Crossovers and continuity: There are a few elements that are contradicted or expanded in other X-Men movies.
* Although never spelt out, this film presumably takes place in the alternative timeline created during X-Men: Days of Future Past (2014). Notwithstanding that, the events of The Wolverine (2013) still seem to have happened: Logan has a samurai sword mounted on his wall.
* The character of Caliban also appeared in X-Men: Apocalypse (2016), played by Tómas Lemarquis, where he was a black-market trader. That film is set 46 years prior to this one, but Caliban’s a mutant so presumably has a longer lifespan than most people.
* The exploits of the X-Men have been turned into a series of comic books, which is a nice meta gag as well as a way of dramatising Logan’s disdain for his own celebrity.
* Part of Zander Rice’s motivation comes from the fact his father was killed by Wolverine during the latter’s cameo in the 1983-set X-Men: Apocalypse. 

Review: Every so often, a superhero movie comes along that does something so different, so bold, so fresh – or just simply so well – that it recalibrates what the genre can achieve. Superman: The Movie, the 1989 Batman, the original X-Men film, The Dark Knight, Deadpool… Add Logan to that list. Maybe put it at the top. This is a savage, heartfelt and gripping film that pushes boundaries, tests limits and – most importantly – succeeds on every important level of filmmaking. Rather than a superhero blockbuster of huge CGI sequences, fantastical costumes and a $200million gloss, this is essentially a modern Western. It’s mostly set in dusty, sandy, desert locations. The story is simple and stripped-down. We have a smarmy, cocky villain teasing and provoking our aging, damaged, cynical hero who’s been forced by circumstances to reluctantly become a father figure. And James Mangold’s masterful direction always gives the characters plenty of space to breath and brood. (Just in case you’ve missed the idiom, one scene shows Charles watching the 1953 Western Shane in a hotel room.) But there are other influences too. The movie also has the down-and-dirty intensity of The Terminator, while the stunningly visceral action sequences remind you of Terminator 2. There’s also a post-apocalyptic feel that evokes, say, Mad Max 2 (although, Mangold says that’s largely because they didn’t have the budget to ‘Hollywood up’ America and just had to shoot in real, rundown locations). There’s even something of Little Miss Sunshine in the characters’ road trip across the country. Pointedly, of course, it *isn’t* reminding you of previous superhero films. Logan is something very different. Most notably it’s a film for grown-ups. On a surface level, that means we get lots of swearing and graphic violence. But while that’s certainly welcome, the more significant consequences of the 15 certificate are that the story can be about adult concerns – the pain of aging, the worry of watching your parents age, regrets, guilt, parenthood, death – and be paced for an audience with an attention span. Add in a fantastic music score by Marco Beltrami, some discreet CG to enhance action, and some breathtaking cinematography, and you have a very special film indeed.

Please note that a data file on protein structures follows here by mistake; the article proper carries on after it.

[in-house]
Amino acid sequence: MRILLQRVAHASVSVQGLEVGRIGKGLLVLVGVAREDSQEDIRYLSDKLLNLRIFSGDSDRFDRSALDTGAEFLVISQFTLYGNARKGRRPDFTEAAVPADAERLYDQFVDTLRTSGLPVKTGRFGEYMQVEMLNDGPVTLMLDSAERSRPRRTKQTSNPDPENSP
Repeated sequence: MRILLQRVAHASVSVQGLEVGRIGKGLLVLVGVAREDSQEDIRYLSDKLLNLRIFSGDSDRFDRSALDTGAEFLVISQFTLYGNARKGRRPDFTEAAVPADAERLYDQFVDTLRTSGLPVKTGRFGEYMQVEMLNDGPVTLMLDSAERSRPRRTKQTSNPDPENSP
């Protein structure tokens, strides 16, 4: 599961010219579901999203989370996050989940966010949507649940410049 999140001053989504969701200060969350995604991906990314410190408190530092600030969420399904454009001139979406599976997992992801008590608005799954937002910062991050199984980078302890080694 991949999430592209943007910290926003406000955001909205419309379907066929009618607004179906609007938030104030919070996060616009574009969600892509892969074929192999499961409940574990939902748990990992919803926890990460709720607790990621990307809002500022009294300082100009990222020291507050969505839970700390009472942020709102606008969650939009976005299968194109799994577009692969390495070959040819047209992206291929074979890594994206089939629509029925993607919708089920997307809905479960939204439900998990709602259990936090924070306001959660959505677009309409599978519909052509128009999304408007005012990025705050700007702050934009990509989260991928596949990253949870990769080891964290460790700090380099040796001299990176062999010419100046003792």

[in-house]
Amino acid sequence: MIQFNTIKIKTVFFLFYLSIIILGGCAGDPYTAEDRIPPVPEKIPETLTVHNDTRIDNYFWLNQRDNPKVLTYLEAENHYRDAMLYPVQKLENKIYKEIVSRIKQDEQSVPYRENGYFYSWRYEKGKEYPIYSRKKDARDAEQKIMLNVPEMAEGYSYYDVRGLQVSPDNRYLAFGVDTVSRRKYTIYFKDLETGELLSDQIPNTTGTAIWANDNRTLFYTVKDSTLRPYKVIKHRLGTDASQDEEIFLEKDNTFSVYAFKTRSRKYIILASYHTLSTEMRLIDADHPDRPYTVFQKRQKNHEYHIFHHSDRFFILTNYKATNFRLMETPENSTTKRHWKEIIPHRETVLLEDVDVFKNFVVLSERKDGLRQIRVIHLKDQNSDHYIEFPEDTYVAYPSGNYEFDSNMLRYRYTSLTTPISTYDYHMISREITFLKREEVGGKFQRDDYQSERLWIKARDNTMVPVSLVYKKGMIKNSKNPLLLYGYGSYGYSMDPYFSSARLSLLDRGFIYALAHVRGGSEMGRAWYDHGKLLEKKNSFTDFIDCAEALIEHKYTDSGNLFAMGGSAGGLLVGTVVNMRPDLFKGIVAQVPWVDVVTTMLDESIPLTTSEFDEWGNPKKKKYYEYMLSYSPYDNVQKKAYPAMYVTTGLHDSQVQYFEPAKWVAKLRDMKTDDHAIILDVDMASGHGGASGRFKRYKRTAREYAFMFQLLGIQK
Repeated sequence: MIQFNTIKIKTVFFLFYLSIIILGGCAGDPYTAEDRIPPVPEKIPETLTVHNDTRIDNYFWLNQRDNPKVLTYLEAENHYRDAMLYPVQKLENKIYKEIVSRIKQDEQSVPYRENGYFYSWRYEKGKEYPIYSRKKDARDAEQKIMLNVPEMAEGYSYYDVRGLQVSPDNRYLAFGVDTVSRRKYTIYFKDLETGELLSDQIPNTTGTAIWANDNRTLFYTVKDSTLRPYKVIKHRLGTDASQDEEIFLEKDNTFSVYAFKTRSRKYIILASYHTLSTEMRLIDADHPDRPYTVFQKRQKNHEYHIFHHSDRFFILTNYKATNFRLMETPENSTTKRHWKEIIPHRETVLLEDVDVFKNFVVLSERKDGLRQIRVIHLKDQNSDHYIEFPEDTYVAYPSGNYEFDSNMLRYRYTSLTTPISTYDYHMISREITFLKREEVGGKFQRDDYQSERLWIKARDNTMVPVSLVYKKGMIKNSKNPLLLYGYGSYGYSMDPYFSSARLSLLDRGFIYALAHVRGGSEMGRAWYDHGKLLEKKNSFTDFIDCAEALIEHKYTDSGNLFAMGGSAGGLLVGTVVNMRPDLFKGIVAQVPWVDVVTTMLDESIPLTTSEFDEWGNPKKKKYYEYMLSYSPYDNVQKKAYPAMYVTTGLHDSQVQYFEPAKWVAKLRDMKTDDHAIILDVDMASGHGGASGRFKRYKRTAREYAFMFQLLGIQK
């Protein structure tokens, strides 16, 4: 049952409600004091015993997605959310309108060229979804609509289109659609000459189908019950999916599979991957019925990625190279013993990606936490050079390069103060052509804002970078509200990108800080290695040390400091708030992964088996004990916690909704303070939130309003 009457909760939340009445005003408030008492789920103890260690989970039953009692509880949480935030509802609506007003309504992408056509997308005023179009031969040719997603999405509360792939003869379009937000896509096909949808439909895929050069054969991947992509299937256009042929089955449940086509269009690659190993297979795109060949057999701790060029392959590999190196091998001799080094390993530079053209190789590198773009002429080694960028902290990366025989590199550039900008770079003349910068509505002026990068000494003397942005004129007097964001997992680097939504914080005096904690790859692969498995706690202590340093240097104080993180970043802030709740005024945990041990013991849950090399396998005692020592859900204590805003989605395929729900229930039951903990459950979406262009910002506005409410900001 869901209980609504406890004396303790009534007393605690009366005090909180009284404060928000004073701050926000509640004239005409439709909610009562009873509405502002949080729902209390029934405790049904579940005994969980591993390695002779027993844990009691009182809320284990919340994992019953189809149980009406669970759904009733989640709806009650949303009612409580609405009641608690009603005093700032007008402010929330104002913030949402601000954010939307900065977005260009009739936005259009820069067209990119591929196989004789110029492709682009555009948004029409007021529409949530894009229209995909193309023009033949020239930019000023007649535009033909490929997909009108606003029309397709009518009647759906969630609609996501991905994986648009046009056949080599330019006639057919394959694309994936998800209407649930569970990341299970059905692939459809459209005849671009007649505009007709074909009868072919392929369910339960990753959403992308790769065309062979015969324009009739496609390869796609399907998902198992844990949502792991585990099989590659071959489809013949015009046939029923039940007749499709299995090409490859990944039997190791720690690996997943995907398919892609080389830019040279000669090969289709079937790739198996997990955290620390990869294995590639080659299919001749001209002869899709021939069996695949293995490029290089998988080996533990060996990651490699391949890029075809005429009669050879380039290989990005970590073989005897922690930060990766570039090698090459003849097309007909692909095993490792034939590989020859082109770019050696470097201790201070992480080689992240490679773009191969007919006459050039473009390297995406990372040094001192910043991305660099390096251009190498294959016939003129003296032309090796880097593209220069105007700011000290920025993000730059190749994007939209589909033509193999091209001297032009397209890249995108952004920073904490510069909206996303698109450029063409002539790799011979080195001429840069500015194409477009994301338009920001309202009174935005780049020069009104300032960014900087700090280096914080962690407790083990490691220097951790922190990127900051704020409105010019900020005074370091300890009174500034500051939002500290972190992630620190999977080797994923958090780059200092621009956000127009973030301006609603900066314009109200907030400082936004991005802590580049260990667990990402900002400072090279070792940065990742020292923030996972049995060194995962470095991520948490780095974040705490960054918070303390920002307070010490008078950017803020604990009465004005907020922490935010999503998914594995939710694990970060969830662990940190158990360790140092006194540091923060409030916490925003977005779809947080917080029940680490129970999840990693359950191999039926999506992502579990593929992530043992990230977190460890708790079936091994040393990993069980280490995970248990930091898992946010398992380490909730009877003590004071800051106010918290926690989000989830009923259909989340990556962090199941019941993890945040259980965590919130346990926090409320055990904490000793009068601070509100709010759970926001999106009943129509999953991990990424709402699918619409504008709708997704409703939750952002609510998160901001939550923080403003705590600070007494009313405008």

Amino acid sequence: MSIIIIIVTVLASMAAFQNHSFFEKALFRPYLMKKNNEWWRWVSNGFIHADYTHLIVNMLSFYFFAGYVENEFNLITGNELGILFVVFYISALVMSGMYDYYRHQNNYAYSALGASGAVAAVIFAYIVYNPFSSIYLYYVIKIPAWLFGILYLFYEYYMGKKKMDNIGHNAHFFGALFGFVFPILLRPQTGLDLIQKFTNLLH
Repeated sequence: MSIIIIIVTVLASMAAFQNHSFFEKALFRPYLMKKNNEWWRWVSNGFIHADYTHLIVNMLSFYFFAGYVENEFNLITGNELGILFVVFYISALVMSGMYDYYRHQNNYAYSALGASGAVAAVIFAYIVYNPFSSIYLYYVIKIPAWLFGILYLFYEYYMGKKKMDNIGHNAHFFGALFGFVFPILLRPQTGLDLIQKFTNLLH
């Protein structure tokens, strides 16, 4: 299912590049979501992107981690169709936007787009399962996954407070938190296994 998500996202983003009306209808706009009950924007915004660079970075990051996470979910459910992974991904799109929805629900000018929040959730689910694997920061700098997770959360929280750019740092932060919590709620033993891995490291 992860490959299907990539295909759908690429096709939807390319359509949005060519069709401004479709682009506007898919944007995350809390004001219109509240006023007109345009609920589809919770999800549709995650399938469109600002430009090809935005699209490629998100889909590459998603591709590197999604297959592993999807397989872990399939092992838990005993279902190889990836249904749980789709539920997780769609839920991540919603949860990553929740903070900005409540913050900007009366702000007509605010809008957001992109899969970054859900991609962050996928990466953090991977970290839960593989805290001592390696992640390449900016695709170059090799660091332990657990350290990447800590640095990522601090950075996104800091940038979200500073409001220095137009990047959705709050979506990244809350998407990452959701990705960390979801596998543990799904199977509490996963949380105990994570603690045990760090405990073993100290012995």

Ten sunseekers out of 10

The Wolverine (2013, James Mangold)

thewolverinehiresphoto

Spoiler warning: these reviews reveal plot twists.

Haunted by the death of his love Jean Grey, Wolverine travels to Japan to say goodbye to a dying friend…

Get used to multiples names…
* Logan aka Wolverine (Hugh Jackman) maintains his record of appearing in every film in this series. At the start he’s mopping around after the events of X-Men: The Last Stand, and has long hair and a beard. Just in case you don’t get the theme, he soon encounters a wounded bear in the woods. He cleans himself up once he arrives in Japan for the film’s main storyline.